At the beginning of the Saudi oil company’s privatization, Prince Mohammed bin Salman hoped for a higher final value, i.e. an official pricing totalling at least 2 trillion US dollars, but it has not gone so well so far.

Saudi Aramco’s annual net profit is about 100 billion and, at the time of the IPO, the Saudi company promised to pay annual dividends of at least 75 billion.

Later the company began a series of works for infrastructure and renewables and, above all, to redress the Saudi public debt, which has been recording a deficit since 2014.

In fact, despite Saudi Aramco’s considerable liquidity, the company took out a loan of 12 billion US dollars, all collected with long-term securities.

Shell, however, now pays a yearly 6% of its investment value as a dividend. Hence, if Saudi Aramco were really attractive on the market, the IPO total value should fall to 125 trillion US dollars.

Furthermore, the bonds already issued by the Saudi company, are now worth 4% only. Considering that bonds tend to be worth less than the foreseen growth of equity capital, this means that the Saudi oil growth rate gets lower than that of other competing sectors. Hence, inevitably, international investors tend to see oil as a declining sector.

If we were around the corridors of MOIS, the Iranian intelligence services, and around the intelligence offices of the Revolutionary Guard Corps, we would surely listen to considerations, ideas and proposals on the possibility of making the privatization of Saudi Aramco difficult and even a failure.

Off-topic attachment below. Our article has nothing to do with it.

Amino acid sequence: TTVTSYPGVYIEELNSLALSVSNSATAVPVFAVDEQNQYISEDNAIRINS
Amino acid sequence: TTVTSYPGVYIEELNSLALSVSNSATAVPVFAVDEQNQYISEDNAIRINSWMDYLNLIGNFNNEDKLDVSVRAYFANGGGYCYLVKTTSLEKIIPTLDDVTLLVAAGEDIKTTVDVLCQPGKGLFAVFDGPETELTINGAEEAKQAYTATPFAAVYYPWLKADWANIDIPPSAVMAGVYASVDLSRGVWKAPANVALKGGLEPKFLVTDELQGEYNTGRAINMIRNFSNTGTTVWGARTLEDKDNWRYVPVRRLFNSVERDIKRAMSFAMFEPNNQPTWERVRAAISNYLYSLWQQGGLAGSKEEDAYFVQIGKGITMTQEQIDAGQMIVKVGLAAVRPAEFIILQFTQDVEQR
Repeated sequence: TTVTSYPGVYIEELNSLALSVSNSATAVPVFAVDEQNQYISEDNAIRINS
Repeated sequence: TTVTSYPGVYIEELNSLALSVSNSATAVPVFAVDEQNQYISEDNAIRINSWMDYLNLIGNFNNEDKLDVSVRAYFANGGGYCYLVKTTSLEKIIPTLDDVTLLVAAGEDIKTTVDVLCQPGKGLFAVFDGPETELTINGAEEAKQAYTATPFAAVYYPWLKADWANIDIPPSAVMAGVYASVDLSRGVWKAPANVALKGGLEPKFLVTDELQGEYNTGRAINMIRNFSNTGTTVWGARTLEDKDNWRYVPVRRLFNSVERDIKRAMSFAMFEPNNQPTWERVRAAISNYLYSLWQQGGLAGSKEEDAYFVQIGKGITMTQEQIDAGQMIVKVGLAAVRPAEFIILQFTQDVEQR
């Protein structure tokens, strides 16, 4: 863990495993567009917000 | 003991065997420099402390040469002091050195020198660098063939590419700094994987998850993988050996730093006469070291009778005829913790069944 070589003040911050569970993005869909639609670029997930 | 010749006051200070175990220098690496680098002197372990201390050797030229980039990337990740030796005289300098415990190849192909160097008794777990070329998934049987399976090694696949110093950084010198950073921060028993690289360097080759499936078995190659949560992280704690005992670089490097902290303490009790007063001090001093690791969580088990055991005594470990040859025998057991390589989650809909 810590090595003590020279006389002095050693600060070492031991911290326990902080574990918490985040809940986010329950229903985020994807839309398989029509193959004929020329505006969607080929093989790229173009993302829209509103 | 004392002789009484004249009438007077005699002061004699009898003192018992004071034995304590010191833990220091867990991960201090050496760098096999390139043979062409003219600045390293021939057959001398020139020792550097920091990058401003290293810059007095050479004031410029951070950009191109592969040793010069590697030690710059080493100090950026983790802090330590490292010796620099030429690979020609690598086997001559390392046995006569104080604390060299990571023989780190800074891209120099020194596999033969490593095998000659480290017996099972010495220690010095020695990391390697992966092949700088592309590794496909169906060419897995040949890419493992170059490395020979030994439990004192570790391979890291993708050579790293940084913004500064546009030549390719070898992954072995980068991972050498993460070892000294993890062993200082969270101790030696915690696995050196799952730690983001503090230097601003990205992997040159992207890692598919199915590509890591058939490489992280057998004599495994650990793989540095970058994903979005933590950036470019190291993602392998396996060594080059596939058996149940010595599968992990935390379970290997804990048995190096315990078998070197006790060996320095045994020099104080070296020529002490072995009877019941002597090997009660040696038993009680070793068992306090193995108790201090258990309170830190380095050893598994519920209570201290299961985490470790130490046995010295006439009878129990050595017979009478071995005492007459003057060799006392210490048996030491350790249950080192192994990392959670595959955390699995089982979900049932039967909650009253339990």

Nobody knows the exact amount of the Saudi oil reserves. This is a State secret.

Moreover, all oil companies – but this holds true also for Iran – are faced with issues triggered by climate change and the worldwide fall in demand for oil and gas.

Hence, either we proceed to their quick replacement with far less polluting oil products – and this is the reason underlying Qatar’s new strategic autonomy – or all oil investments tend to become stranded assets.

Therefore, in this case, the world’s investors do not place their capital in this sector, but focus on financial and productive areas with higher returns.

Also the Sovereign Fund of Norway, the largest sovereign fund in the world, is currently “decarbonizing” all its investment.

To some extent because it is fashionable and for taking a politically correct approach in the energy field, much more for a rational investment choice.

Hence, as was the case with cigarettes and tobacco products – in  which the international capital is no longer interested – will the same soon happen also to oil and gas?

Therefore, if capital flight from the oil sector really takes place, while the United States is fully self-sufficient, Saudi Aramco shall separately sell other shareholdings of its oil company, even if only to fund its public budget deficit and the transformation of its domestic economy into a non-oil dependent system.

Just to put in the words of its oil Minister, Zanganeh, in Iran, however, the long embargo has turned many wells into “operational museums”.